The festive season is just around the corner – or fully in swing, if the TV adverts are to be believed – and once again, it’s worth remembering this isn’t an easy time for everyone. So, while I am no mental health expert (and this has nothing to do with books…), as I am about to face my third Christmas alone, I’m passing on some of what I’ve learned about how to cope, as well as some ideas as to how you can help, if you know someone you think may be lonely or struggling this Christmas.
Celebrate – or don’t
I think the most important thing – as so often with most areas of life – is to find a solution that works for you, and not be unduly influenced by what other people say. When I lost my mum, and was facing my first Christmas feeling very much alone, I read loads of articles about how important it was to celebrate even if I was on my own: buy nice food, wear decent clothes, make it feel like a proper celebration. Which was a bloody terrible idea – I spent a fortune on food I didn’t even want, and was completely miserable the whole time comparing what seemed like my sham, hollow ‘celebrations’ with what I would be doing if I was at my mum’s house, with my best friend and her kids in tow being rowdy and joyful and opening presents. Last year, I thought, screw the whole thing. I sat around watching Netflix and the Avengers and ate a ready-meal lunch and too many Quality Street, and felt much better as a result. Figure out what you think the best plan for you is, and do that. Don’t be rigid about it, though, as what you think you want a week before Christmas might not be what you want on the day – if you buy a load of fancy food but wake up on Christmas morning and just want to go back to bed and eat cheese toasties, that’s fine.
Get away from it all
Again: this works for some, not others. I have one friend who spends Christmas every year in a hot, non-Christian country so spends the holiday doing yoga on the beach. Another goes to Vegas, while yet another who goes to a country hotel where they make a huge fuss of Christmas, but at least she’s not alone and she’s not the one having to do all the cooking and washing up. It’s not always an option – if you’re broke, racking up a load of debt to start the New Year isn’t advisable – but it’s worth thinking about if you can’t face being home alone.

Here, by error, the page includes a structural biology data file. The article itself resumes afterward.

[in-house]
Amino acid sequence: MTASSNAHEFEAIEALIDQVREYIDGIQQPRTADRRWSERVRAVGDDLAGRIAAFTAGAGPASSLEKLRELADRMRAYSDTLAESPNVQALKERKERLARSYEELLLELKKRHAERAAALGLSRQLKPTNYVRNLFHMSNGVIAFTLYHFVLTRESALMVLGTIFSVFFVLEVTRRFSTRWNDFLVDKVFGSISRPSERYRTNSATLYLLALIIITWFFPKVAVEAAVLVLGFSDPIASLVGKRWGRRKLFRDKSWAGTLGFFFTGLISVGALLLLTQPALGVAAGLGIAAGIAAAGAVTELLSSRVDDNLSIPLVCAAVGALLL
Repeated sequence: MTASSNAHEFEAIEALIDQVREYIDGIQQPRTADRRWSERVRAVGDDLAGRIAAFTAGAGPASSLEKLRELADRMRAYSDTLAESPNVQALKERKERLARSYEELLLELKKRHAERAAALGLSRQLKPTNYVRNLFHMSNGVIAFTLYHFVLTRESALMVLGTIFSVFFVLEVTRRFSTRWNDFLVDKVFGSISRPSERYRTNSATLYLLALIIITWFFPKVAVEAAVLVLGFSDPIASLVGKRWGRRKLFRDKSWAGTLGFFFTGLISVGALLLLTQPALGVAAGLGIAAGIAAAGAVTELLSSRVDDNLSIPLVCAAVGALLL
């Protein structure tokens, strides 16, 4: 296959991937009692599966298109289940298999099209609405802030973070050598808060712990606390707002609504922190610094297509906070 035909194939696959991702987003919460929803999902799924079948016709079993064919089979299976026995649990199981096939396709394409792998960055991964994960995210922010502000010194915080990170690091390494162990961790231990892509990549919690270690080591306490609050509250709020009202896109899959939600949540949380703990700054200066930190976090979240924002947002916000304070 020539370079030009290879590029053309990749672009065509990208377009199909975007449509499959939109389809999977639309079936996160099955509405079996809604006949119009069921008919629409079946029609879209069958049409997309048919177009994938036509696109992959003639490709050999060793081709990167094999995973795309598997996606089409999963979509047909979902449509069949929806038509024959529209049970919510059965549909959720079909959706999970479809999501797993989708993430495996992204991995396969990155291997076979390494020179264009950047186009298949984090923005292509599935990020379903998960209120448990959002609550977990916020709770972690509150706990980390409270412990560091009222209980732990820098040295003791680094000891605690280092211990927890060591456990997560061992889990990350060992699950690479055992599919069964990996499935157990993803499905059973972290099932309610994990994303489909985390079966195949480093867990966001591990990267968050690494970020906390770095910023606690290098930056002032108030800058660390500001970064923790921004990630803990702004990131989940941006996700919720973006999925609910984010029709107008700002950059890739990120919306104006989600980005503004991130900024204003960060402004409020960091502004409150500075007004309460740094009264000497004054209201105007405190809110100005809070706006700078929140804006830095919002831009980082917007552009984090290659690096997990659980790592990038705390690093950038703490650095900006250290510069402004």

Be grateful for offers – even if you don’t take them up
I am lucky in that, though I am single, an only child and now technically an orphan (I know, very Dickens), I am blessed with lots of good friends. Many of these have taken pity on me and invited me to their Christmases, but I just couldn’t face it. Sometimes being surrounded by other people – happy couples, big families – can be a great distraction, sometimes it can painfully reinforce what you think is missing from your own life. So don’t feel bad if you’re not up to accepting the invites of others, but do remember: they’re asking because they care. That alone is something to be grateful for.
While I don’t think it’s productive to say to someone who is lonely or depressed ‘hey, cheer up, there are others worse off than you are’, it can be a welcome distraction to focus on helping other people at this time of year. There are plenty of charities which need extra assistance in the run up to the festive season: food banks and homeless shelters, in particular, will face extra demand. (You can find out how to volunteer at Crisis here). If you want to do it on a more ad hoc basis, just look around your neighbourhood: is there an old person whose shopping you could do? Can you babysit for a friend so they can do their Christmas shopping? Feed someone’s pet while they are away? Sometimes, getting out of your own head is the best thing you can do.
Reach out to others
Most people are genuinely kind – but they are also often so wrapped up in their own lives, especially at such a busy and stressful time of the year, they forget to check in on yours. It can be hard asking for help, especially if you are feeling fragile, when you can be as easily broken by kindness as you can by indifference or cruelty (at my lowest ebb, the thing that most often reduced me to tears was people being nice to me – it felt overwhelming to be able to let my guard down, even temporarily). Don’t feel you have to go into more detail than you are comfortable with: it can be easier to say ‘hey, I’m at a loose end over the holidays – would you be free to go for a coffee or see a movie?’ than to say ‘I’m so lonely I want to weep and I’m scared I might not speak to another human being over Christmas, please help me!’ If you need professional help, there’s no shame in asking: services like the Samaritans won’t ever judge you for calling.